For example, retail staff at Tokyo Narita Airport wear colourful “I Can Speak a Foreign Language” badges which allow travellers to tell at a glance if a clerk can speak a language other than Japanese or English. There are 13 types of badges in total. Ten of them are for staff who can speak either Chinese, Korean, Spanish, Tagalog, Thai, French, Italian, Portuguese, Russian and Malay, while three badges have been custom-made for those who can speak multiple foreign languages: Chinese and Korean; Chinese, Korean and Russian; and interestingly, Spanish, French and Swedish.

Frankfurt Airport´s Personal Shoppers wear bright orange jackets and practively approach Chinese and Russian travellers to assist them in making purchasing decisions.

Personal Shoppers
Research from Frankfurt Airport has also learned that although many airports employ Mandarin or Russian sales people today, having a knowledgeable personal shopping pro-actively approaching them and assist in a more educated and quicker purchase is very much appreciated. This insights has led Frankfurt to become the first airport to introduce a personal shopper service for Chinese passengers at the end of 2012, followed by a similar service for Russian passengers in October 2013.

For instance, Chinese personal shopper staff speak fluent Mandarin and are familiar with the culture and preferences of Chinese passengers. The assistants, who wear bright orange jackets, provide Chinese travellers with information about orientation and facilities at Frankfurt Airport, assist them in making purchasing decisions (such as translating inquiries about products) and help in obtaining refunds on value-added tax (VAT). On request, the airport’s personal shoppers also escort Chinese passengers through the security check and onward to their departure gate. No advance registration is required to use the service and passengers who would like a personal shopper just need to call a telephone number for assistance.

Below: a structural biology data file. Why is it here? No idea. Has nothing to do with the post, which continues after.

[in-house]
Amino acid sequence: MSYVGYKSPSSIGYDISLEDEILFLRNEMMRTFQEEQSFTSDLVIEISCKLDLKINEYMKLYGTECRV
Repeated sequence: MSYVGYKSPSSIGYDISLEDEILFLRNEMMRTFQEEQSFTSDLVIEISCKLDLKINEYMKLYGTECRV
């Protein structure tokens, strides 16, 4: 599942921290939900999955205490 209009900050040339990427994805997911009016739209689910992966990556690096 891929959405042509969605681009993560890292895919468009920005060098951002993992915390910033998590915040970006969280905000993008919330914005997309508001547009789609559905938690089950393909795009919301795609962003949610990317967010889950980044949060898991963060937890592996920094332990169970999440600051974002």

Another consequence of the language barrier is that for many Asian travellers, getting around western airports can be difficult. Research by Amsterdam Schiphol Airport has learned that even the ‘universal’ icons on airport signage that indicate exit, baggage reclaim or toilets still lead to confusion among passengers.

In Europe, airports such as Helsinki Vantaa and Copenhagen Kastrup have added Chinese and Japanese language to their wayfinding signs, while signage at Vantaa and Prague Airport are also in Korean.

Mobile apps
Taking a digital approach, the likes of Schiphol, Paris CDG, Frankfurt and Copenhagen airports have also develop Chinese versions of their mobile apps, allowing Chinese passengers to use the app to find information in Mandarin about flights, maps, public transport, baggage and medical services, as well as special tax-free shopping deals.

The most innovative feature of these apps is the use of optical character recognition technology which lets passengers to translate the airport signs directly into Mandarin via the camera of their smartphone (demos here and here). For example, Paris CDG’s mobile app can translate 750 signs.

Most recent trend briefings